In Conversation with Joanna Piotrowska

The Art Now artist talks to us about her motivation, inspiration and how she makes art that is relevant to today

Joanna Piotrowska

Joanna Piotrowska © Diana Tamane

Piotrowska’s Art Now display All Our False Devices is an intimate introduction to her style and craft. Three series of artworks, together with film clips, show Piotrowska's creative force as an artist who will shape the art world in the years to come.

Installation views, Art Now: Joanna Piotrowska All Our False Devices 2019. Photo © Tate (Matt Greenwood)

Installation views, Art Now: Joanna Piotrowska All Our False Devices 2019. Photo © Tate (Matt Greenwood)

One series that forms part of your display is Shelters. It shows a variety of spaces that we inhabit. Where is home for you and how important is the idea of home?

The idea of home has many complex dimensions, but firstly it’s a physical and psychological place of safety that every human deserves at the most fundamental level.

Inspiration for this works comes from a common children's game in which they build a den or shelter. To them, it is a simple, innocent and playful game. It evokes the feeling of comfort and safety and yet, if played by adults, it is automatically considered in the current global climate. Adults must consider factors that are political and economic, as well as thinking about existential migration and the growing inequalities in our society. The game of creating a shelter becomes charged with a notion of emergency and insecurity.

We all inhabit different spaces, but for my project I decided to focus on one which is symbolic and with numerous interpretations. Although, the intention shifts with each dweller – all of the shelters constructed have one commonality – they are precarious, easy to erect and equally easy to collapse.

My home is in London, but considering the uncertainties of Brexit I’m not sure for how much longer it will remain my home. I may have to build a new shelter somewhere else.

Who are the artists past or present who inspired you?

I find all works by Gillian Wearing very inspiring. Her works Signs that Say What You Want Them To Say and Not Signs that Say What Someone Else Wants You To Say, Confess all on video, 2 into 1 in particular have moved me. I love meditative and obscure works by Massimo Bartolini. The enigma of the paintings by Giorgio de Chirico and his brother Alberto Savinio has been recently one of the subjects of my research. I still remember seeing Harun Farocki’s works for the first time, it was many years ago and the power those works have on me hasn’t changed in the slightest.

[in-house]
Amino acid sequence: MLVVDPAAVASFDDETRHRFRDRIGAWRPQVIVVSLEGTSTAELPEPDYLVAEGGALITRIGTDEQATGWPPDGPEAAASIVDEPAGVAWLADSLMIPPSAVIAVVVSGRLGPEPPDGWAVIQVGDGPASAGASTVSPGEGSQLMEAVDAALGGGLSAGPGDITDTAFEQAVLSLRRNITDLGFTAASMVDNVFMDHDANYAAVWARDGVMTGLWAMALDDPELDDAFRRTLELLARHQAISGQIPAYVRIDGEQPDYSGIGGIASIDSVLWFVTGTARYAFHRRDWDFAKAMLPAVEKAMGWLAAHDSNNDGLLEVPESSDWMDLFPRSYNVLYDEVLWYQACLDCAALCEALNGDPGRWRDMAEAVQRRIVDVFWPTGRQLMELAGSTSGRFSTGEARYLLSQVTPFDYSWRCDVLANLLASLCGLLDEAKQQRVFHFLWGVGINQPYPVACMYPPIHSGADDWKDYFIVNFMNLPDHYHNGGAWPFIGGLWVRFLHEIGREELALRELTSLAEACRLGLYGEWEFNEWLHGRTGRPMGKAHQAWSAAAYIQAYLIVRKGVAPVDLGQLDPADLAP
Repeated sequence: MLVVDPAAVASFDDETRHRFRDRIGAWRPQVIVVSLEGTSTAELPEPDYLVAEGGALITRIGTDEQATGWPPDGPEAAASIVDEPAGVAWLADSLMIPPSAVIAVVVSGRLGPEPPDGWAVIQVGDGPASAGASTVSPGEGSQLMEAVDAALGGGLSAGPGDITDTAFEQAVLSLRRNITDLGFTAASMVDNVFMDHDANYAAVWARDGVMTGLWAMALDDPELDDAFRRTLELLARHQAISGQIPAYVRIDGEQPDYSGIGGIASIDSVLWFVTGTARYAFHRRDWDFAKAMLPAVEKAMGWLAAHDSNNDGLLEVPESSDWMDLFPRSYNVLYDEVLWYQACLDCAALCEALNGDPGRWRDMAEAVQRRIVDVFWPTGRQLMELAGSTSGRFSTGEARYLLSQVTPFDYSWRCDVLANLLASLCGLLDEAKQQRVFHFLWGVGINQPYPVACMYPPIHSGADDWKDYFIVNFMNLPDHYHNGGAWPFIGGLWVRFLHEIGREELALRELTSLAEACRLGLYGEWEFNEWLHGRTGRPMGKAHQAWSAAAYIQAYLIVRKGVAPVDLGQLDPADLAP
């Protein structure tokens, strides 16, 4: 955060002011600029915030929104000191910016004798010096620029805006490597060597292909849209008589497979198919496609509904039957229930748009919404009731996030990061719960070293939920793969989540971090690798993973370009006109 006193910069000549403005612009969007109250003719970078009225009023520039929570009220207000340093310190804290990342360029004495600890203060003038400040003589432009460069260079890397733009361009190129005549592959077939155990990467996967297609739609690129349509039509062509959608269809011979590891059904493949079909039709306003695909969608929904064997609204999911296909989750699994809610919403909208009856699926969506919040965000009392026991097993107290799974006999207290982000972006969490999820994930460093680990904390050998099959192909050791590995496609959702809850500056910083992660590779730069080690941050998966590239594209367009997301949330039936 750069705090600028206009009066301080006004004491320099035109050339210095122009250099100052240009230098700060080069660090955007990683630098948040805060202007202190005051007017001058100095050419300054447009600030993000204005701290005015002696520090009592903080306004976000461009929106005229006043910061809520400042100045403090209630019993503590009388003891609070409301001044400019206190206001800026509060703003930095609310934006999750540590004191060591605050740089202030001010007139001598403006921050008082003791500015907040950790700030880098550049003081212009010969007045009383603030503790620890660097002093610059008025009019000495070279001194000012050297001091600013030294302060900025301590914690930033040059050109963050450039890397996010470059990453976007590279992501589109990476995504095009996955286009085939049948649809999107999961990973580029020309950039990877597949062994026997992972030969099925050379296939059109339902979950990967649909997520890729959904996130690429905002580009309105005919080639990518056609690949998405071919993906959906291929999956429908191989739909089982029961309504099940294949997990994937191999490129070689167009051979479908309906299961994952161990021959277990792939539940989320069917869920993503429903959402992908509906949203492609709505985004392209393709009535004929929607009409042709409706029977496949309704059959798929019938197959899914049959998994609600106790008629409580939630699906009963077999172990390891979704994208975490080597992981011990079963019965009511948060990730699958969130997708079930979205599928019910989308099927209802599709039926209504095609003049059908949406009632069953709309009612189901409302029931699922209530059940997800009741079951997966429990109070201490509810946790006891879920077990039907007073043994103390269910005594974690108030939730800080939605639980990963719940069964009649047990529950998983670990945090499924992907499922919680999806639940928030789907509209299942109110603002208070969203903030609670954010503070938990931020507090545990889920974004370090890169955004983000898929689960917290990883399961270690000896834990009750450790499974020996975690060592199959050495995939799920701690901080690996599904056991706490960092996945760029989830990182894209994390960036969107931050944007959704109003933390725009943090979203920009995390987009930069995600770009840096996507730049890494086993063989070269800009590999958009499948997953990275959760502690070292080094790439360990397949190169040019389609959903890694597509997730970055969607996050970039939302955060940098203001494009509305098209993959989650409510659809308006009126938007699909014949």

I like looking at choreographers' practices: Boris Charmatz, Ohad Naharin, Pina Bausch, Sharon Eyal. I think I’ve watched Anna Teresa de Kersmaeker's Rosas danst Rosasa and Fase a few hundreds times. Literature is also a big influence. Franz Kafka, Virginia Woolf, Alberto Moravia, Margaret Atwood, Cormac McCarthy are some of my favourites. The Woman in the Dunes by Kobo Abe is very close to my heart, as is the Concrete Island by J.G Ballard. They are both so similar to each other in a way. I also tend to consume films like one consumes water.

Could you name three qualities which make a good artist?

Good artists are persistent, receptive and they follow their guts.

What would you be doing if you were not an artist?

I think being a comedian, a filmmaker or a pianist would be amazing.

How important do you think it is for art to reflect the political and social climate it is made in?

It is impossible to stay unaffected by your social and political environment. It always strongly impacts the most private spheres of our lives: our intimacy, our relationships we have with our families, our bodies. I believe it is important that art is an honest expression of personal experience. As this is inextricably linked to our political and social climate, it is rare that one's art does not have some kind of political message.

We certainly need artist’s perspective on political events, but it is also good for us to remember to be democratic in our approach to art and not to limit it to any one function. Art does not always have to be directly political. Different people from different periods of time have different expectations from art and it is important that artists and viewers stay free from those expectations and pressures and are open to diversity and difference.

Where does inspiration come from?

I’m inspired by various psychotherapies, especially those which involve working with the physical body.

Very often it is everyday experiences and situations, observations or conversations I have with people which trigger an idea for a work. Simple activities like travelling and walking can sometimes be the most inspiring.

Installation views, Art Now: Joanna Piotrowska All Our False Devices 2019. Photo © Tate (Matt Greenwood)

Installation views, Art Now: Joanna Piotrowska All Our False Devices 2019. Photo © Tate (Matt Greenwood)

We Recommend